Does a Party Intending to Rely on Parol Evidence in a Contract Case Waive the Attorney-Client Privilege?

April 15, 2009

Clients and their lawyers waive the attorney-client privilege either by disclosing privileged communications or by relying on the fact of those communications to gain some advantage. In some situations, courts find that litigants waive the privilege by acknowledging the possibility that they will do one or the other.

In Stovall v. United States, 85 Fed. Cl. 810, 816 (Fed. Cl. 2009) (citation omitted), defendant USDA indicated that it might rely on parol evidence in defending a claim of racial discrimination — advising the court that the parol evidence “‘would relate to the contracting parties intention at the time of contract formation,'” and that two USDA lawyers were among those “‘possessing knowledge of the parties’ intent during negotiations.'” Although the USDA relying on communications between the parties would not have waived any protection (because such communications during adversarial negotiations obviously do not deserve privilege protection), the court inexplicably held that USDA’s indication that it “might rely upon evidence taken from [its] attorneys” had the effect of “opening the door for plaintiff to conduct discovery regarding the views held by the [USDA] attorneys during the drafting and negotiation” of the agreement between USDA and plaintiff. Id.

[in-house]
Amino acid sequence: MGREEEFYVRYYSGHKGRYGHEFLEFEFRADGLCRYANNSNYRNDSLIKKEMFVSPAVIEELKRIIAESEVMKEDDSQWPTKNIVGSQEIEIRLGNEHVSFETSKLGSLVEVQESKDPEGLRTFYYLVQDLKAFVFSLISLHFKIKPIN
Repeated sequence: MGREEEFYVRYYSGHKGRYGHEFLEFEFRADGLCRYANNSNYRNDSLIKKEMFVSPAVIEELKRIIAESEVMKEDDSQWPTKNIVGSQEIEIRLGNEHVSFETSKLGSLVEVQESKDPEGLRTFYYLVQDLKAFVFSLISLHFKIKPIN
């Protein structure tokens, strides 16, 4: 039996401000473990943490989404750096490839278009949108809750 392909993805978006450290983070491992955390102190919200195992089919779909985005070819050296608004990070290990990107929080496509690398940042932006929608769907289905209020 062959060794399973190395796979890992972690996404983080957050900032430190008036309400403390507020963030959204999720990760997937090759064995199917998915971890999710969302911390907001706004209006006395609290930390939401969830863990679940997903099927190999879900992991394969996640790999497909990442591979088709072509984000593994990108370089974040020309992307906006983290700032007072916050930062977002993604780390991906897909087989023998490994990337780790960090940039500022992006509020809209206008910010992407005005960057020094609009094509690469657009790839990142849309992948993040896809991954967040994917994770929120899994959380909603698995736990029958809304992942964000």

Most courts would not automatically find such a broad subject matter waiver based on what seems to be a fairly innocuous statement by a party indicating that it might rely on some parol evidence from its lawyers about negotiations with the other side. However, companies and their lawyers should be ready for such broad judicial holdings whenever they point even tangentially to a lawyer as a possible witness.